Call for new stock squad
WA sheep producers have called for the return of a dedicated stock squad to help combat a spate of livestock thefts in WA.
It comes as the Willemenup Poll Merino stud became the latest victim of stock theft, with a reported loss of more than $60,000 from the Gnowangerup farm within the last week.
The theft adds to a growing number complaints of loss by sheep producers to police, totalling hundreds of thousands of dollars in recent months.
The specialised livestock theft police unit was disbanded in WA around a decade ago under the Carpenter Labor government. However police have not ruled out its return in light of the complaints.
Willemenup stud co-principal Collyn Garnett said 100 mated full-wool stud ewes went missing only one kilometre from his homestead.
“There were no truck tracks, so we guess they walked the sheep out through a gate,” he said.
“I was very disappointed, this being our first theft of sheep that I know of other than the odd one or two, although we did have some preparation in the form of an insurance policy.
“With lots of stories going around the Great Southern, including my neighbours who lost 100 lambs, we knew the risk of theft was quite high.”
Mr Garnett said the mixed- aged stud ewes, which were syndicate mated, were worth $250 plus another $100 in wool (7.5kg) and the lamb inside another $250.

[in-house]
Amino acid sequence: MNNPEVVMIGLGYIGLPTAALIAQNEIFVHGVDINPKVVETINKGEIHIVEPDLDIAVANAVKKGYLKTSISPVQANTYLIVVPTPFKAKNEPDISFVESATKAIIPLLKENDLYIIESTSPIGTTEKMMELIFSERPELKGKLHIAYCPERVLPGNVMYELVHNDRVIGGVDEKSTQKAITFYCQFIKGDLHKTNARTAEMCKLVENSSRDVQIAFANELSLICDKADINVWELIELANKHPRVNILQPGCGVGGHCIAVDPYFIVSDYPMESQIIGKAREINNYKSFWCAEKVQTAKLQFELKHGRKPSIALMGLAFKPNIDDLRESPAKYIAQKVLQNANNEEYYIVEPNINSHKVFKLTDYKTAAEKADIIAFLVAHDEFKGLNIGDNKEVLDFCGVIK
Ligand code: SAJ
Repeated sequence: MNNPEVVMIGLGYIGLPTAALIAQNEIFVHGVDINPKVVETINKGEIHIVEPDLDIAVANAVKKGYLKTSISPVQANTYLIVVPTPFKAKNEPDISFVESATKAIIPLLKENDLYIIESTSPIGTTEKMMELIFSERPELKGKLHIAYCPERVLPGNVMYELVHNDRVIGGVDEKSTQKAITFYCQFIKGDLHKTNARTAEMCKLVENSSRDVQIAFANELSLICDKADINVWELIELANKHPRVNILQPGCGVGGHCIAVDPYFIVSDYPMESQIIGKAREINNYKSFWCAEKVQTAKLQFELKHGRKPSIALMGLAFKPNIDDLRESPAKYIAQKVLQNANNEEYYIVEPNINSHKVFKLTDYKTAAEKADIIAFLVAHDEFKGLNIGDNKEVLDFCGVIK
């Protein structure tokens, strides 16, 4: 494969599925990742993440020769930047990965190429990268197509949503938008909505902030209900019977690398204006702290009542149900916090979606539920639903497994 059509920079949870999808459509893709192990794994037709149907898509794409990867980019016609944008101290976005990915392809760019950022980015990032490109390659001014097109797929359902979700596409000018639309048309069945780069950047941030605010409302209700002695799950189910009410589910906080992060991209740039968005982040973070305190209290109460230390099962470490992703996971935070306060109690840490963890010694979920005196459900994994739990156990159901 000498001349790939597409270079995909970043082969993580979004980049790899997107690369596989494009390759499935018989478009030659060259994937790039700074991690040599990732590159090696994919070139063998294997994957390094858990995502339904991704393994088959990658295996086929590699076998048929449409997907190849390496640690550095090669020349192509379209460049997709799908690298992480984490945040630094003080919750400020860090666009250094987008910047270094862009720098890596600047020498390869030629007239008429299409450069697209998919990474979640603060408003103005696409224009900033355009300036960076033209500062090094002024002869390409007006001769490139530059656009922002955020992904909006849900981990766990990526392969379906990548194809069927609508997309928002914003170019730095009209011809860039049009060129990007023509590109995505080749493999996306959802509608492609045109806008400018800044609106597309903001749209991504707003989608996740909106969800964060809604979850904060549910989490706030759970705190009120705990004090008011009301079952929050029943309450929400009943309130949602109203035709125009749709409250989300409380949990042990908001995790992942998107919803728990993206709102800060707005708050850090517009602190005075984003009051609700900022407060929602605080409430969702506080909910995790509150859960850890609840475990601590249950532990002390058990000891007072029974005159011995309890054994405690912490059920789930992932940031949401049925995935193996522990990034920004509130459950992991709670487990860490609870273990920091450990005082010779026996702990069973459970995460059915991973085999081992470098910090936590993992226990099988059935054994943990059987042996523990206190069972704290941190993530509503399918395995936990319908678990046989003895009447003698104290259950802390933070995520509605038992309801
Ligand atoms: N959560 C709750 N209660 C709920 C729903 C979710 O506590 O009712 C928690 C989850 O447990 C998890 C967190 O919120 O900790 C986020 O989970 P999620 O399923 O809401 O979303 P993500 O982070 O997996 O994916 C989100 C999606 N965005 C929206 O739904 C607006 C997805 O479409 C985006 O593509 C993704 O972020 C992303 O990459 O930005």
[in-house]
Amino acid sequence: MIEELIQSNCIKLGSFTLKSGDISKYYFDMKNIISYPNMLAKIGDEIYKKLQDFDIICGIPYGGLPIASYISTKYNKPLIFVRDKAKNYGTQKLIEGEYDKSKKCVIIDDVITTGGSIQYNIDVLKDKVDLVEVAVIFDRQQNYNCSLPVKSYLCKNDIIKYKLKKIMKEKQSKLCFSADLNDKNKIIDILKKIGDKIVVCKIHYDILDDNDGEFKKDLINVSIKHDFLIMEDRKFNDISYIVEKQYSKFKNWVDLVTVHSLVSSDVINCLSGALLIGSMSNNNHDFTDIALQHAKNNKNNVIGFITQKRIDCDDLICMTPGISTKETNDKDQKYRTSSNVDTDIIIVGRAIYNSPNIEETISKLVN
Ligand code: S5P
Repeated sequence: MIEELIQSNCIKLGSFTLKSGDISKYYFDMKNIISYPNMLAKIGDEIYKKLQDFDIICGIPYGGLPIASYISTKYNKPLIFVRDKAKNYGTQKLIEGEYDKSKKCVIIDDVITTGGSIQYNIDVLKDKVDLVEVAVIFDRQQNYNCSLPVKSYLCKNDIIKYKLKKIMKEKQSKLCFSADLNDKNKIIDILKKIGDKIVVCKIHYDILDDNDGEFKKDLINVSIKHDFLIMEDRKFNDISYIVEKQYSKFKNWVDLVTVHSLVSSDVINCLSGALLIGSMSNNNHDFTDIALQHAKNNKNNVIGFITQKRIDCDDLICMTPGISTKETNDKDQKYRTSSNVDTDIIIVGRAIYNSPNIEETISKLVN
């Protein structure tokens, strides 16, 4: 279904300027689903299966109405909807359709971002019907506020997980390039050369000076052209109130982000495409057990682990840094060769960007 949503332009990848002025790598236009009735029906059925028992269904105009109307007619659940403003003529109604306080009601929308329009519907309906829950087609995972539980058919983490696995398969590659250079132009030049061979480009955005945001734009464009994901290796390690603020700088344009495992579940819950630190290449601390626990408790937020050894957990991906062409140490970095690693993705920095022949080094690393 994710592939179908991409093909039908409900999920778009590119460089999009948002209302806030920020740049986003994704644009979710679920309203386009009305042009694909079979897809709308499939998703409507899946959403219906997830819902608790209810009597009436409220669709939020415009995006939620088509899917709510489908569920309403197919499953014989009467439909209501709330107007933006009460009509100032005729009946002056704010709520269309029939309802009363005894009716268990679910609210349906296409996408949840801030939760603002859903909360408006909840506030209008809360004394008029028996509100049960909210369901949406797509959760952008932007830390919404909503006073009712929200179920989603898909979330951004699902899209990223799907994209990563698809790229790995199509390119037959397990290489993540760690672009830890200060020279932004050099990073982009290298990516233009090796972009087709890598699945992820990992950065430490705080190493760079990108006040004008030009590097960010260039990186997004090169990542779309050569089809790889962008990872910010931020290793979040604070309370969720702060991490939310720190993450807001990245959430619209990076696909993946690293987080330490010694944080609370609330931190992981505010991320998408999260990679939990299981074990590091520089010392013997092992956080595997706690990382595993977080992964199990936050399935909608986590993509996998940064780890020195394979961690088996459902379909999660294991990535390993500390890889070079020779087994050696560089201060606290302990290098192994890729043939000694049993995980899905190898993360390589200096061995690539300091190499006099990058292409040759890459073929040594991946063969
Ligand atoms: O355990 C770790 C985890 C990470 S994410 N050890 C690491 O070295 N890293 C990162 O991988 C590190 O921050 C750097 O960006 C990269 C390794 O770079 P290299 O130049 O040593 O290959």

“The thieves didn’t get our best ewes, but the loss at the lower end of our stud breeding for ram production is ongoing as we are trying to build sheep numbers,” he said. “The total cost of our loss would be difficult to quantify.”
Mr Garnett said the stolen stud ewes had multiple tags and if the thieves remove them, there would be several holes in those ewes’ ears.
“Any shearing contractor would be suspicious straight away,” he said.
Mr Garnett said he would be lobbying his local member and the State’s politicians for a return of the State’s stock squad.
In the meantime, Mr Garnett is installing security cameras and new strainer posts as well as stepping up his watch and act protocols with plans to put up iron gates with the appropriate locks.
Pingelly sheep producer and former CBH director John Hassell, who had 175 Merino sheep stolen in two separate incidents earlier this year, said the price of sheep and wool had created a need for a dedicated police unit to deal with livestock theft.
“The criminals are obviously highly organised and use sophisticated means to steal animals,” he said.
“With a pregnant sheep worth about $600 each I would suggest this has become a serious issue for police and that is why it has become imperative personnel are assigned to deal with it.”
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